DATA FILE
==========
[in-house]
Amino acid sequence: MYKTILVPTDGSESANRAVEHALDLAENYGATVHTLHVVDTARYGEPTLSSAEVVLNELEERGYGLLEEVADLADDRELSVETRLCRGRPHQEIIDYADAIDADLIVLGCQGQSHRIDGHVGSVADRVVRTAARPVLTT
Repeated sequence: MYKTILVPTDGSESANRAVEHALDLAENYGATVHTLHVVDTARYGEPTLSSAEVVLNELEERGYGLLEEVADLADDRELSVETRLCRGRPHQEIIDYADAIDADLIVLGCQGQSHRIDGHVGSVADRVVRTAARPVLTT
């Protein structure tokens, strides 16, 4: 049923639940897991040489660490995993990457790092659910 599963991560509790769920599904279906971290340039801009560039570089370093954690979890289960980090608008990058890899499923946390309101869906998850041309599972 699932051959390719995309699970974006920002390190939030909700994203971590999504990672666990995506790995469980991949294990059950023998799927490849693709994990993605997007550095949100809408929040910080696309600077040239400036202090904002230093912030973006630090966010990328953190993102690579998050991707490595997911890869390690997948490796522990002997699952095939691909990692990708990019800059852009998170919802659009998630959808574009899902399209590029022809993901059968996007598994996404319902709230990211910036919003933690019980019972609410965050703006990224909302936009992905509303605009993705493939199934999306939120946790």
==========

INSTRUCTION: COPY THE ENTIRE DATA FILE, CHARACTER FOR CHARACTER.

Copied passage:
[in-house]
Amino acid sequence: MYKTILVPTDGSESANRAVEHALDLAENYGATVHTLHVVDTARYGEPTLSSAEVVLNELEERGYGLLEEVADLADDRELSVETRLCRGRPHQEIIDYADAIDADLIVLGCQGQSHRIDGHVGSVADRVVRTAARPVLTT
Repeated sequence: MYKTILVPTDGSESANRAVEHALDLAENYGATVHTLHVVDTARYGEPTLSSAEVVLNELEERGYGLLEEVADLADDRELSVETRLCRGRPHQEIIDYADAIDADLIVLGCQGQSHRIDGHVGSVADRVVRTAARPVLTT
């Protein structure tokens, strides 16, 4: 049923639940897991040489660490995993990457790092659910 599963991560509790769920599904279906971290340039801009560039570089370093954690979890289960980090608008990058890899499923946390309101869906998850041309599972 699932051959390719995309699970974006920002390190939030909700994203971590999504990672666990995506790995469980991949294990059950023998799927490849693709994990993605997007550095949100809408929040910080696309600077040239400036202090904002230093912030973006630090966010990328953190993102690579998050991707490595997911890869390690997948490796522990002997699952095939691909990692990708990019800059852009998170919802659009998630959808574009899902399209590029022809993901059968996007598994996404319902709230990211910036919003933690019980019972609410965050703006990224909302936009992905509303605009993705493939199934999306939120946790």